The Centers for Medicare and Medicaid Services would pay 340B-eligible hospitals $9 billion to offset payment cuts the Supreme Court deemed unlawful, the agency said in a proposed rule issued Friday.
CMS cut Medicare 340B payments by roughly 30% for most outpatient drugs from 2018 through Sept. 27, 2022. The Supreme Court ruled in June 2022 that CMS did not have the authority to reduce reimbursement because it did not gather data on what hospitals pay for outpatient drugs.
On Friday, CMS proposed a $9 billion lump-sum payment dispersed at the end of 2023 or by early 2024 to each of the some 1,600 affected 340B-covered hospitals that were paid less due to the now-invalidated policy. Providers and other stakeholders have 60 days to submit a comment on the proposal, which CMS plans to finalize by Nov. 1.
“This fills that [payment] gap for those hospitals in the most expedient way possible in a way that is not disruptive,” said Dr. Meena Seshamani, CMS deputy administrator and director of the Center for Medicare. .
The 340B drug discount program gives hospitals that treat low-income and uninsured patients drug discounts as steep as 50%. Hospitals, particularly those in rural areas, say the program is vital, especially as providers grapple with higher labor and supply costs.
The proposed rule would need to be budget-neutral, meaning that CMS would decrease reimbursement for other services and products so annual Medicare expenditures do not change. CMS estimates that all hospitals were paid $7.8 billion more for non-drug items and services from 2018 through Sept. 27, 2022, than they would have been paid in the absence of the 340B payment cuts.
Under the proposal, the agency would lessen future non-drug item and service payments by reducing outpatient payment rates by 0.5% from 2025 through 2041. CMS estimated that 0.5% reduction to the Outpatient Prospective Payment System conversion factor for those non-drug items and services would amount to $335 million in 2025.
The proposed rule drew mixed reactions from hospital associations. Rick Pollack, American Hospital Association president and CEO, said in a statement that while the AHA is pleased that hospitals will be repaid promptly via a lump sum, the association is disappointed that the federal government will recoup funds from other hospitals that “cannot afford additional Medicare payment cuts.”
Dr. Bruce Siegel, president and CEO of America’s Essential Hospitals, said in a statement that cutting non-drug payments “blunts the impact of the remedy by ensuring years of future underpayments.” The organization is also disappointed that the remedy does not include interest, Siegel added.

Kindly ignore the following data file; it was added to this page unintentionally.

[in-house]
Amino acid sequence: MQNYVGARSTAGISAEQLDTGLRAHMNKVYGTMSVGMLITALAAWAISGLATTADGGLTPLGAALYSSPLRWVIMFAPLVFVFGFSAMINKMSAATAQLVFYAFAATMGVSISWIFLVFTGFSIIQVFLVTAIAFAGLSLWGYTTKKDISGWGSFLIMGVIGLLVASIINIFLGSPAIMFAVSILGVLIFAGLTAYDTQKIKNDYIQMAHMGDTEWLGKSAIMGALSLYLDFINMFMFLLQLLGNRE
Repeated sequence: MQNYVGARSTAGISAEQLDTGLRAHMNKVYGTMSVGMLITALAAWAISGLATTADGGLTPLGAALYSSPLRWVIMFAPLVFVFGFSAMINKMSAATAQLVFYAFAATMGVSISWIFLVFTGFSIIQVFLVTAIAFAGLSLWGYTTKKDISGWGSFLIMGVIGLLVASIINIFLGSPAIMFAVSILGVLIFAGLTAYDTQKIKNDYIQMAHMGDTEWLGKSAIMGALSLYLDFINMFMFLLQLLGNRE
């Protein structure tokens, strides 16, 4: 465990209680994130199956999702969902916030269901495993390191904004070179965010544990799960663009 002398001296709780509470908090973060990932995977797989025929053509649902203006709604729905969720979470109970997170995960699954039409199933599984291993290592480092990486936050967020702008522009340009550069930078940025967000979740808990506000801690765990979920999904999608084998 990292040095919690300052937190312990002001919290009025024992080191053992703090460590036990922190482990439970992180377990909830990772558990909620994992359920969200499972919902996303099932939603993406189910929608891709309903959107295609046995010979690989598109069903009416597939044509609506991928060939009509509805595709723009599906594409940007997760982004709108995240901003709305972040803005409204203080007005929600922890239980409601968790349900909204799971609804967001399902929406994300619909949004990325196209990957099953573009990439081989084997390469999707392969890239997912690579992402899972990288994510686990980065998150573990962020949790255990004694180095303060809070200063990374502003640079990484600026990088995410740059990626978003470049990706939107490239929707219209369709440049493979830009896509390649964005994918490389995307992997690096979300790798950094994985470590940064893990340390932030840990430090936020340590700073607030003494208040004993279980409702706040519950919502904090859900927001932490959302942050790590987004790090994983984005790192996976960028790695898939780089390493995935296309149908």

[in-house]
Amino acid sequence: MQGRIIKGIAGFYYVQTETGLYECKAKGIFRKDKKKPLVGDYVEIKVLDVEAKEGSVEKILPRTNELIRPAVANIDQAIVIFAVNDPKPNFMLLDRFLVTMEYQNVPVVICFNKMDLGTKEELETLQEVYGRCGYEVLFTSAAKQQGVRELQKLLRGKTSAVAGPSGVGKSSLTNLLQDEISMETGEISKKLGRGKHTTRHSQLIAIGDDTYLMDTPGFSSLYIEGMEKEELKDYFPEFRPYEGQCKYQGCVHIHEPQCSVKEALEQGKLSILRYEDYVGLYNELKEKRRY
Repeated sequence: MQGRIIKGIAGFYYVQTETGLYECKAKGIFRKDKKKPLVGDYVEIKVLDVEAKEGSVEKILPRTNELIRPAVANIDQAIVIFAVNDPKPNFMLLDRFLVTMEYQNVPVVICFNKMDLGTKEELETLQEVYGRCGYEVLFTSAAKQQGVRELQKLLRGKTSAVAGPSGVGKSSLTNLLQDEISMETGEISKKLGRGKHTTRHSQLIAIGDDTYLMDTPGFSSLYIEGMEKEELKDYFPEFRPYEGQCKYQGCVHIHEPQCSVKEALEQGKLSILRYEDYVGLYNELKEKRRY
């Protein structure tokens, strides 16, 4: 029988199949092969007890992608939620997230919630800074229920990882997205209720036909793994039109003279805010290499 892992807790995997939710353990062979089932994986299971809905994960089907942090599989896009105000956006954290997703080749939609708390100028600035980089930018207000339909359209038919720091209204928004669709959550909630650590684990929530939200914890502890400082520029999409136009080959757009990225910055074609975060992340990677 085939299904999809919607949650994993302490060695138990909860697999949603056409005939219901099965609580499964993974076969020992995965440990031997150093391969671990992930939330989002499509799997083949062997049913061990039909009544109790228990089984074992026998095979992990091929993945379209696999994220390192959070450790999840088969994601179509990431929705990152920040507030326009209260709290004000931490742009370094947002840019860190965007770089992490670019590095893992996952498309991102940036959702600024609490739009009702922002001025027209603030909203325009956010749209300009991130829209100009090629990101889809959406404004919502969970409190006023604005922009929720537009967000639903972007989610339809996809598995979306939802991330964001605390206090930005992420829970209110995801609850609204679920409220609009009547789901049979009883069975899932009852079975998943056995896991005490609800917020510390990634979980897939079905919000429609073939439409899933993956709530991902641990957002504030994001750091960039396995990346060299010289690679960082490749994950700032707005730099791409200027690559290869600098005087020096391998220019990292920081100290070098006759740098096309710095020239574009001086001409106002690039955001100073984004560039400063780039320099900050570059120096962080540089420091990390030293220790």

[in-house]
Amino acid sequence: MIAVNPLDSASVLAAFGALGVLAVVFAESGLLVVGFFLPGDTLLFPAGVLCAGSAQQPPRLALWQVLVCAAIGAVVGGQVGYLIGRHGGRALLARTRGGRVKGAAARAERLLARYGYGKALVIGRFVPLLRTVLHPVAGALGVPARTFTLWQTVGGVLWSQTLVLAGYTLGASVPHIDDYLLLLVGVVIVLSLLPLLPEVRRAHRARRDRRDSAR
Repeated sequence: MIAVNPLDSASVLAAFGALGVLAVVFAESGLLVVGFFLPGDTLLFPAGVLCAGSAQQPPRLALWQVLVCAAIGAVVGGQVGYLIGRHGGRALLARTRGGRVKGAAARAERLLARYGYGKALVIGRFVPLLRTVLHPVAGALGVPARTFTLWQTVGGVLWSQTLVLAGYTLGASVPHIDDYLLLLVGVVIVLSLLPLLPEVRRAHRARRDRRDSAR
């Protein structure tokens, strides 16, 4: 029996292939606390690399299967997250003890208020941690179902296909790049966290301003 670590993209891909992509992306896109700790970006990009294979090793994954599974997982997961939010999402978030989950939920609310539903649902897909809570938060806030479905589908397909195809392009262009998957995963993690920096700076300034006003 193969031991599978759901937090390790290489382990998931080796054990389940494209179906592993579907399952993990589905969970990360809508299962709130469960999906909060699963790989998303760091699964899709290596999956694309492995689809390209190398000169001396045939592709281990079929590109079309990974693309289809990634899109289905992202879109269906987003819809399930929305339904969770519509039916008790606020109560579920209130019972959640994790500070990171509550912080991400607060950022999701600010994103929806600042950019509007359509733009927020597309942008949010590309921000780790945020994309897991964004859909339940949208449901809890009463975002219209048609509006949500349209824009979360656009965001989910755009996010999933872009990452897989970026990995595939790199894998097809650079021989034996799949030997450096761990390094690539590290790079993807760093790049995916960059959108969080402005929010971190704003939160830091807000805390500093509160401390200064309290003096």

The proposal takes into account the pressures hospitals face ranging from inflation to workforce shortages, but clawing back five years of payments sets a dangerous precedent, Chip Kahn, president and CEO of the Federation of American Hospitals, said in a statement. “It runs counter to the law and violates the finality and predictability principles that are foundational to the Medicare outpatient prospective payment system.”
Premier, the group purchasing and consulting organization, said in a statement that the proposal represents “a clawback in disguise.”
The American Hospital Association, among other stakeholders, has lobbied to preserve the 340B program, which continues to face a number of legal and regulatory threats. Drugmakers continue to limit 340B drug discounts dispensed through contract pharmacies following a Third Circuit Court of Appeals’ ruling in January that largely favored three drug companies seeking to pare drug discounts. Two similar cases are pending in federal appellate courts.
Hospital outpatient clinics are worried they will lose 340B eligibility since the Health Resources and Services Administration removed guidance from its website in May. The guidance, issued in June 2020 during the COVID-19 pandemic, allowed 340B-eligible hospitals to prescribe discounted drugs for patients seen at off-site clinics before those clinics were registered with the Office of Pharmacy Affairs Information System and were listed on a Medicare cost report.